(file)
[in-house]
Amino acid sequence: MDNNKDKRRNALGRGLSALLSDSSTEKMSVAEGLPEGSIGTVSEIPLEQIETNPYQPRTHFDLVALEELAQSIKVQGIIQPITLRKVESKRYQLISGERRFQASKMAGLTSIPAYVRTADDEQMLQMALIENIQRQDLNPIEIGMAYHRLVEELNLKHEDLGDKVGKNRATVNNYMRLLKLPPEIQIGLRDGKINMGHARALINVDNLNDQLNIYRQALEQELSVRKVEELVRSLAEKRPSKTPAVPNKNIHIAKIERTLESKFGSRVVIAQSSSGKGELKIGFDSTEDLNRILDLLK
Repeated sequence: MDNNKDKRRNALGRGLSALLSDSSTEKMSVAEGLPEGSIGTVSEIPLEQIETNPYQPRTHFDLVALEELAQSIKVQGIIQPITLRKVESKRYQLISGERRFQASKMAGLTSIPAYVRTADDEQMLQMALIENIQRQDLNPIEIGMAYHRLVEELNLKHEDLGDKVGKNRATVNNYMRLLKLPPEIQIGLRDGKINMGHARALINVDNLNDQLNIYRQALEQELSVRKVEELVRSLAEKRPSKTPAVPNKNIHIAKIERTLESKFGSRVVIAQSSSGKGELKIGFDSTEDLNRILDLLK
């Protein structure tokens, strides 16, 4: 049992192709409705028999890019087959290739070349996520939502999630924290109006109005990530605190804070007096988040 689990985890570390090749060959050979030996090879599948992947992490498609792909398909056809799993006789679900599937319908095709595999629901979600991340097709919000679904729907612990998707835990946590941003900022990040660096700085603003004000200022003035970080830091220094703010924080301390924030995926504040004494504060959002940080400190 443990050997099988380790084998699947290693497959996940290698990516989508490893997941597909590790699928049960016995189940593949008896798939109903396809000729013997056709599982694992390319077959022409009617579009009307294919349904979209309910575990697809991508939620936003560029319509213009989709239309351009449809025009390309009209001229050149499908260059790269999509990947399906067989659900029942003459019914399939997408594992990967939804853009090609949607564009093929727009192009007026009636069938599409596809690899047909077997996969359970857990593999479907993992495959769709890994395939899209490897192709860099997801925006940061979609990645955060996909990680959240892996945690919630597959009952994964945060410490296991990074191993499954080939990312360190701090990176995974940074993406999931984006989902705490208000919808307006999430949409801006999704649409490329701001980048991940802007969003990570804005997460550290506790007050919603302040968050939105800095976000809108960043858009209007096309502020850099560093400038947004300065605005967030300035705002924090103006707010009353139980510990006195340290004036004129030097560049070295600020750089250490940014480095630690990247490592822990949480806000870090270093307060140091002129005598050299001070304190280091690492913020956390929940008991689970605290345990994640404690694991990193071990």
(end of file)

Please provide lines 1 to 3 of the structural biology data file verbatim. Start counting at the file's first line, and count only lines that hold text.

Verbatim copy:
[in-house]
Amino acid sequence: MDNNKDKRRNALGRGLSALLSDSSTEKMSVAEGLPEGSIGTVSEIPLEQIETNPYQPRTHFDLVALEELAQSIKVQGIIQPITLRKVESKRYQLISGERRFQASKMAGLTSIPAYVRTADDEQMLQMALIENIQRQDLNPIEIGMAYHRLVEELNLKHEDLGDKVGKNRATVNNYMRLLKLPPEIQIGLRDGKINMGHARALINVDNLNDQLNIYRQALEQELSVRKVEELVRSLAEKRPSKTPAVPNKNIHIAKIERTLESKFGSRVVIAQSSSGKGELKIGFDSTEDLNRILDLLK
Repeated sequence: MDNNKDKRRNALGRGLSALLSDSSTEKMSVAEGLPEGSIGTVSEIPLEQIETNPYQPRTHFDLVALEELAQSIKVQGIIQPITLRKVESKRYQLISGERRFQASKMAGLTSIPAYVRTADDEQMLQMALIENIQRQDLNPIEIGMAYHRLVEELNLKHEDLGDKVGKNRATVNNYMRLLKLPPEIQIGLRDGKINMGHARALINVDNLNDQLNIYRQALEQELSVRKVEELVRSLAEKRPSKTPAVPNKNIHIAKIERTLESKFGSRVVIAQSSSGKGELKIGFDSTEDLNRILDLLK